The above is a fuzzy map of the city limits of Dallas with zip codes – you get the point. The recently enacted Dallas Paid Sick Time Ordinance applies to the areas in green. Here is our previous discussion on the details of the ordinance. In a nutshell, employees who work work at least 80 hours a week in the geographic boundaries of Dallas are entitled to paid sick leave
Today, I took a look at the City of Dallas “Frequently Asked Questions” regarding the Dallas Paid Sick Time ordinance. Here some of the more obscure/interesting items that caught my attention:
- Employee has to be working in the geographical boundaries of the City of Dallas;
- Number of employees is determined by those that have done at least 80 hours of compensable work within the City of Dallas in the last 12 months – if the number of employees has varied use the highest number – part time employees are considered one employee;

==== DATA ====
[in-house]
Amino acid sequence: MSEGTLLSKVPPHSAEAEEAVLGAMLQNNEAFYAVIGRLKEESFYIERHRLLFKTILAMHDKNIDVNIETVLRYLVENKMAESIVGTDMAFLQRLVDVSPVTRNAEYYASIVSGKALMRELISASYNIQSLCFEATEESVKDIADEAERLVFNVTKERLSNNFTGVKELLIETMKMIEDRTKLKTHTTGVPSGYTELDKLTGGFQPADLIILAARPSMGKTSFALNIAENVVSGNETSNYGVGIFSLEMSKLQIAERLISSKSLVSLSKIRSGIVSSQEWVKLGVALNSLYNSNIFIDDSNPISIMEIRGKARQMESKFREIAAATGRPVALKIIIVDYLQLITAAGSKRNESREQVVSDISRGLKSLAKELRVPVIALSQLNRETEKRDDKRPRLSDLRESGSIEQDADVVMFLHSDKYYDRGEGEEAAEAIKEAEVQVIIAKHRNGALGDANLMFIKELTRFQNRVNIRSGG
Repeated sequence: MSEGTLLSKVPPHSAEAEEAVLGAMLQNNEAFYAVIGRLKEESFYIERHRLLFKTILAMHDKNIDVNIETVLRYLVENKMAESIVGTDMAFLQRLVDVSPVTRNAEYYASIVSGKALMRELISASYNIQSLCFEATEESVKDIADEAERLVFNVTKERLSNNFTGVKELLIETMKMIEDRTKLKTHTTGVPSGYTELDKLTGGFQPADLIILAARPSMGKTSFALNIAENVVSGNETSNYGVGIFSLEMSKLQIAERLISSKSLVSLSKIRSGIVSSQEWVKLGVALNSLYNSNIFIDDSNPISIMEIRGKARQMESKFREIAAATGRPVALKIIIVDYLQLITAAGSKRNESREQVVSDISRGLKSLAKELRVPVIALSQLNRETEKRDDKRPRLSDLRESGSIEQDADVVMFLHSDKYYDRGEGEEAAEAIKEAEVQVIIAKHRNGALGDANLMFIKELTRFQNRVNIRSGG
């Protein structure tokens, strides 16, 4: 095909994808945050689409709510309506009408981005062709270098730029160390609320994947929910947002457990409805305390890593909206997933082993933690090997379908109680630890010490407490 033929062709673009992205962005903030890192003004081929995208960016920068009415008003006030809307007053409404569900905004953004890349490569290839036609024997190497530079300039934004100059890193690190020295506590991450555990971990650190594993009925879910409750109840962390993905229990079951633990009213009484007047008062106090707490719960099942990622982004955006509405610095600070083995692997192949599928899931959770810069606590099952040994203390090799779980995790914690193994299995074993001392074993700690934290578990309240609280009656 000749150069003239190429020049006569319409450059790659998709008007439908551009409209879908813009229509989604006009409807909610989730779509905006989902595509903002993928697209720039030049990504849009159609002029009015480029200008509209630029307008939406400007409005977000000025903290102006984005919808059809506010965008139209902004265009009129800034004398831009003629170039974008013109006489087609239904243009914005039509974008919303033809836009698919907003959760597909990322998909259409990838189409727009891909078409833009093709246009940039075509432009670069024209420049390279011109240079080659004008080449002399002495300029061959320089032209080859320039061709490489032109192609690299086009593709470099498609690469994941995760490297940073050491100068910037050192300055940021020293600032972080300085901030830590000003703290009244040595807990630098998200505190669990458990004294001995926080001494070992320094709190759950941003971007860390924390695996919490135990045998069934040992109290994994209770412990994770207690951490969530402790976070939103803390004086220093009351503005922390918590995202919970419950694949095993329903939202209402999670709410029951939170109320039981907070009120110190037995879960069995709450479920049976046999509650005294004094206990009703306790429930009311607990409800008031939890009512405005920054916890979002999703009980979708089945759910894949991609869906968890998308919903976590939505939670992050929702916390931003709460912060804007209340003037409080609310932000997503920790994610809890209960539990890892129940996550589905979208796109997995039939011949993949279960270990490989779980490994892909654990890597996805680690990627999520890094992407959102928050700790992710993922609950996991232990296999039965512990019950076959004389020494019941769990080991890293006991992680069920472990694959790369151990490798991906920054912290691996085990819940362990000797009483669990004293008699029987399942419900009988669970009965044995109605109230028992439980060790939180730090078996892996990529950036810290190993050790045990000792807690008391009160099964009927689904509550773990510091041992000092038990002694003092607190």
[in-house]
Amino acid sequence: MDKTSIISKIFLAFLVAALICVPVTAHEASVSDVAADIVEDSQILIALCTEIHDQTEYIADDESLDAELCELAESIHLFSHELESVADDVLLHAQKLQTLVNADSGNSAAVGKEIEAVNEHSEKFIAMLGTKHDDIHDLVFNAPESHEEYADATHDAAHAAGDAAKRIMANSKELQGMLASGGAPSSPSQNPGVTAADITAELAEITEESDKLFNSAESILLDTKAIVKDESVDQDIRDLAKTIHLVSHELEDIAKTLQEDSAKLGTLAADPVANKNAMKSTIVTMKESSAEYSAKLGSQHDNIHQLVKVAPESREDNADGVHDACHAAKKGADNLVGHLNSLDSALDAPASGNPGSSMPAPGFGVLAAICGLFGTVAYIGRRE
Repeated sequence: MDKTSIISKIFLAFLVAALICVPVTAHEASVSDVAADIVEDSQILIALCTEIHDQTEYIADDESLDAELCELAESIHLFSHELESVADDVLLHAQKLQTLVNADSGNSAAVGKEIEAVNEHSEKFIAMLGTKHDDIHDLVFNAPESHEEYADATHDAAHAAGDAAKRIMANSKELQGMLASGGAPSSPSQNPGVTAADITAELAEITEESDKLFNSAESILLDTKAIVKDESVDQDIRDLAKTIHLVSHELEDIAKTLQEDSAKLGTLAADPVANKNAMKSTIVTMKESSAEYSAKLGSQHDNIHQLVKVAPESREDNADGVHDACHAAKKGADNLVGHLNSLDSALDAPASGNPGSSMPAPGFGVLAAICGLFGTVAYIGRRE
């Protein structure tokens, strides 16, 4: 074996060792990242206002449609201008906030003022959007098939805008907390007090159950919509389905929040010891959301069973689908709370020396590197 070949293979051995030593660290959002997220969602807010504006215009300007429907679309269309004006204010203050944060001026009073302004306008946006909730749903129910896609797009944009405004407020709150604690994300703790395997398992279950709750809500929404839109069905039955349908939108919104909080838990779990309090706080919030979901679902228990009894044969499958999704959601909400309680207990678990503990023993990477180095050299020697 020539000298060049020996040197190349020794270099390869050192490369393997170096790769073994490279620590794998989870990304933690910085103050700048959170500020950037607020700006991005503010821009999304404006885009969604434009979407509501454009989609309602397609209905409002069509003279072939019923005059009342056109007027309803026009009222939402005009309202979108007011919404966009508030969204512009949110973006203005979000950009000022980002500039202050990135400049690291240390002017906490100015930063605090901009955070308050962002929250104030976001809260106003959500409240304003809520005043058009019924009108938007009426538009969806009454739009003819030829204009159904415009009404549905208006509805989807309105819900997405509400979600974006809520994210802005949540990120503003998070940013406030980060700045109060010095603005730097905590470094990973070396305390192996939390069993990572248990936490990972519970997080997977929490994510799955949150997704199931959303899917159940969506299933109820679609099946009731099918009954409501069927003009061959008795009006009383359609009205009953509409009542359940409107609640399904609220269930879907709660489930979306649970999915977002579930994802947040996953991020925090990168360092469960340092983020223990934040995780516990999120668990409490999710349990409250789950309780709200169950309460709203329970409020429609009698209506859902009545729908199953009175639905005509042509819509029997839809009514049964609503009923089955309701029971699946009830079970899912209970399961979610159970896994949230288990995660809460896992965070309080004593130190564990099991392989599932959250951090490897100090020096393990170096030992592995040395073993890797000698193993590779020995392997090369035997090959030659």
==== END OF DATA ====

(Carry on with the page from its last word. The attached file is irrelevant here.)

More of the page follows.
- Enforcement of provision (except retaliation) with employers that have six or more employees begins April 1, 2020 – 5 or more August 1, 2021;
- There is a fairly lengthy discussion about how to properly front-load hours (employee has immediate access to sick time as opposed to accruing the hours over time);
- Employers must provide employees a monthly statement about the balance of their paid sick time hours;
- Records related to use of sick time hours must be maintained for 3 years;
- Employees must provide notice of FORESEEABLE sick time notices;
- Employees must be paid for sick time on the pay period for which the sick time was used;
- A terminated employee is not entitled to payment for unused sick leave;
- The ordinance will be enforced by the Office of Fair Housing and Human rights (no details as of yet); and
- A complaint can be filed on a complaint form but does not have to be.
From my perspective the enforcement details will be very interesting and raise a lot of questions. What type of investigation process will the Office of Fair Housing employ? Will it be similar to an EEOC investigation where the is a complaint filed by a response? What type of appeal process will there be of the Office of Fair Housing’s initial determination? The devil is always in the details. We’ll keep you posted on any developments.